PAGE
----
Elderfield, Otterbourne, Winchester.
Feb 17th [1866]

MS British Library Add MSS 54920: 144-147

My dear Mr Macmillan
I am sorry that Dr Vaughan cannot undertake to give us his name. I wish indeed that the Archbishop of Dublin could, but if it is in vain to fly so high, what do you think of Dean Alford? I do not know him personally, nor would his name give the same complete confidence to the High Church as those before mentioned, but it might be the best attainable.

I had only thought of Mr Ashwell as likely to be a useful contributor, not as an editor, though he would well serve for one if he had time and you could find no one of more name. I think what he would do best would be – what I think would be specially useful and attractive, natural science in its connection with the Creation and general Preservation, and Wisdom – adaptation of animals and vegetables. Or astronomy and the like. If I could set him and his sister to work together I think we should get something very valuable, his sister doing the liveliness.

If you have any volumes of the Monthly Packet, and would refer to some ‘Readings from the Four Gospels’ you would see some specimens of his writing. And there were a good while ago, some papers on ‘the Winds’ by his sister that I liked extremely, but she went to study painting abroad and they came to an end.

The only person to whom I have actually proposed the work is Miss Peard. In the ‘Monthly Paper on Sunday Teaching’ (Mozley) there are many good papers of hers signed FMP – as there are also of Mr Ashwell’s signed ARA – rather tied down in both cases by being written for a lower class, but good specimens. She would be glad to undertake either the History of the Prayer Book or Bible Scenery, I suppose the first would be the best for her to begin with, as you propose Mr Grove for the Geography, and that would of course include scenery. I think Miss Wilbraham would do St Bernard and the Crusades beautifully . She got up the subject well, when about her ‘Cheshire Pilgrims,’ and though she writes a story heavily, yet on historical ground, she describes beautifully, and with all her heart The only specimen of hers I can think of besides the Kings of Judah is a little book called Royal Rosebuds, (Mozley) with histories of all the specially attractive royal children who died young.

Miss Roberts (Mlle Mori) told me of a book for children on the Prophet Daniel which she said was /mostly\ excellent, but must be rather adapted than translated, as after an admirable early part, it went rather wild into the unfulfilled prophecies. I think it would be well to find out more about it. I like all your subjects exceedingly – though I had rather put the Talmud legends somewhat far on in the set, after confidence has been established. They might rather confuse a child’s mind unless very skilfully treated. I am not afraid of Laud, Juxon, Andrewes, Hammond, Ken,1 &c- not being attractive, even when the first are candidly treated. I have a view on that point which I do not think blinks their faults – though twenty years ago I was of the mind of a little cousin of mine who gravely said the other day ‘I wonder if anyone living now would be a Round Head’ /(not that I am one now!\ But I had rather begin with the history of the Bible. It is sketched out a good deal in the Readings in that same Monthly Paper, but only for the uneducated, and I shall much like to work it up for educated children. I suppose the wisest way would be to have materials enough to make a good start by next January, and then it would be very likely that we might have volunteers. I quite feel satisfied with the programme – and if you would apply to your other friends, I could ask Miss Keary, the only one in the list I personally know.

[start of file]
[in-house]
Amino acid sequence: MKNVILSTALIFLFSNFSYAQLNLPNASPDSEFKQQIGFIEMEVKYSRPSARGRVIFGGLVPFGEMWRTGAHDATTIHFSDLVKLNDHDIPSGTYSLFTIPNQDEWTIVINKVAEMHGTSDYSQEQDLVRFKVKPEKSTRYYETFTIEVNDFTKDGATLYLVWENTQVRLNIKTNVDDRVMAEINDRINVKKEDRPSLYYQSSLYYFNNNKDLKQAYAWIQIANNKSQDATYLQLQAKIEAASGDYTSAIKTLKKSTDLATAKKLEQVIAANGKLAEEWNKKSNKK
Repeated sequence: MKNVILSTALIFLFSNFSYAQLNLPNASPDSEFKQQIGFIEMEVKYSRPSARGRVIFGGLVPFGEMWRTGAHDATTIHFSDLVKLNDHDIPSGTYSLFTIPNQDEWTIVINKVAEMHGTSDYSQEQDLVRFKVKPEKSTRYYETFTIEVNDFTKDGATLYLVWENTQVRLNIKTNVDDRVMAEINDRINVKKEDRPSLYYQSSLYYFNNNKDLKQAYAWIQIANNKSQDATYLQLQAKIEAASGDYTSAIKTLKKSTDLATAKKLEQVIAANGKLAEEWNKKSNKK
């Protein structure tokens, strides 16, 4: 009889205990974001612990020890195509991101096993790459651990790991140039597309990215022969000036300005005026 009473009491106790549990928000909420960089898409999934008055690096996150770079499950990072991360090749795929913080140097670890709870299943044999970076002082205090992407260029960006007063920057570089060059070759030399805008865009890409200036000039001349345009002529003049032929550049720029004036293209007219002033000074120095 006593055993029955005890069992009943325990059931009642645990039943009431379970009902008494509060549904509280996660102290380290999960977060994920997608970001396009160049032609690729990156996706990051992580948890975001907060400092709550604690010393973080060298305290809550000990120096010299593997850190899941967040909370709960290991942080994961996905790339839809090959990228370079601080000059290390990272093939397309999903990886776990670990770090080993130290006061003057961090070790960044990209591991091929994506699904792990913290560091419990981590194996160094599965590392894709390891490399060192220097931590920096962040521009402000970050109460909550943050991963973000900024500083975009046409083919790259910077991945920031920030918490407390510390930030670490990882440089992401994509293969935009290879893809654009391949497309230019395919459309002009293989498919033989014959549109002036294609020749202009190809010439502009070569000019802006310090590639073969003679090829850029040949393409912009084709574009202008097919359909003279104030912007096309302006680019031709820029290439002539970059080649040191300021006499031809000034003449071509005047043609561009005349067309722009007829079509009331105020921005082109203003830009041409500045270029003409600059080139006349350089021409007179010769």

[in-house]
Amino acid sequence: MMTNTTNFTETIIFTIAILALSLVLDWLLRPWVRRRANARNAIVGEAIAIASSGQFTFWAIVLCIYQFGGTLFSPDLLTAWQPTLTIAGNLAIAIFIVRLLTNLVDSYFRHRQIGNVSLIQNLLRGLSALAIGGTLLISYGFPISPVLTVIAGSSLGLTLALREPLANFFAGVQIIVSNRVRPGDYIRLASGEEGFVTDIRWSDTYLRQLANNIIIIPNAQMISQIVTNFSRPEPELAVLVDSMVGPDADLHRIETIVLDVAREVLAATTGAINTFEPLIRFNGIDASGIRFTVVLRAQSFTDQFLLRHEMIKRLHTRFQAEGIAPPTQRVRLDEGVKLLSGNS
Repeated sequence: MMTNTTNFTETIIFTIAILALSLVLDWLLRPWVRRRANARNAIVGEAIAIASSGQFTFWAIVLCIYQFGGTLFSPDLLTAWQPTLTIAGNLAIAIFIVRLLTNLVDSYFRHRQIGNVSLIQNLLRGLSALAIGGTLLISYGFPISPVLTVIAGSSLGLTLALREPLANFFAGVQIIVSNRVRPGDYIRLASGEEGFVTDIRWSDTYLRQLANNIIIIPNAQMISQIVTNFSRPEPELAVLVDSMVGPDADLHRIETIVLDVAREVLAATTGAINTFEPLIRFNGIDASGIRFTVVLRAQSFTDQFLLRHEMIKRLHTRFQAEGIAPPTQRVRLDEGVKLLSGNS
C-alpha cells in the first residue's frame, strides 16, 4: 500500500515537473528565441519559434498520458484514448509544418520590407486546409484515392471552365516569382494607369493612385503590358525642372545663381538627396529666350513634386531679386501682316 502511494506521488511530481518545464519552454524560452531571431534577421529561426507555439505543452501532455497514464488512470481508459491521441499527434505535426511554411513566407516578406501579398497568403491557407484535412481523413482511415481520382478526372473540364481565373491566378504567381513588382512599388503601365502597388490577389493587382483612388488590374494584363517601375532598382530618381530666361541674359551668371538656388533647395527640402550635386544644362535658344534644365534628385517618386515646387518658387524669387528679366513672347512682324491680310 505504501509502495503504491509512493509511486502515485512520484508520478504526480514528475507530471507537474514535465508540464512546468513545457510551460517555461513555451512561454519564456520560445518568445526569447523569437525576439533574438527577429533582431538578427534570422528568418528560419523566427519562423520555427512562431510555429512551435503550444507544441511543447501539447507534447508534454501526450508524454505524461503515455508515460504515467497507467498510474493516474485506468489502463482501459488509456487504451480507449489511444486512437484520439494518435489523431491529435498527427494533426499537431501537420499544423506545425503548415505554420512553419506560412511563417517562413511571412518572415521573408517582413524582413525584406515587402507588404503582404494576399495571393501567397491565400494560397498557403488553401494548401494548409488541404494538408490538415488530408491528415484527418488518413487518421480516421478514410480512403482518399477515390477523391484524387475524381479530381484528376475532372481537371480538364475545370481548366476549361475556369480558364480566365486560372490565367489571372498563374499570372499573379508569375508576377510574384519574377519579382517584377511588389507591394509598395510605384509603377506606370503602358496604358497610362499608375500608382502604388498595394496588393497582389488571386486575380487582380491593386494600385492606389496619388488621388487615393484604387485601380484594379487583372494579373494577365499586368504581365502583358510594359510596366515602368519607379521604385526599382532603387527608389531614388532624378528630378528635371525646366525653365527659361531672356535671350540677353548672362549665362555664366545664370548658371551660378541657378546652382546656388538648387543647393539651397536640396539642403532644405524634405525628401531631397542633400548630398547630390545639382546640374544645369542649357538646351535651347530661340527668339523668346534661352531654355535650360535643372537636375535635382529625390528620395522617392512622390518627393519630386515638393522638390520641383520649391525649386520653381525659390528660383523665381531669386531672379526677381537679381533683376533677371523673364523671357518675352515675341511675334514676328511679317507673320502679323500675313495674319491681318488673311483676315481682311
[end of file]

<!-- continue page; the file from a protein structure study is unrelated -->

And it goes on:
I think Messrs Clay are proceeding in a most leisurely manner with the Dove. They send me one proof a week, and have come to page 96,

Yours sincerely
C M Yonge

1William Laud (1573–1645) and William Juxon (1582-1663), archbishops of Canterbury; Lancelot Andrewes (1555–1626), bishop of Winchester; and Henry Hammond (1605–1660), chaplain to Charles I and the subject of Keble’s poem ‘Hammond’s Grave’.
Cite this letter

The Letters of Charlotte Mary Yonge(1823-1901) edited by Charlotte Mitchell, Ellen Jordan and Helen Schinske.

URL to this Letter is: https://c21ch.newcastle.edu.au/yonge/2104/to-alexander-macmillan-72

One Comment
  1. Ellen Jordan says:

    I think a new sentence begins with “the” in “with all her heart the only specimen of”.

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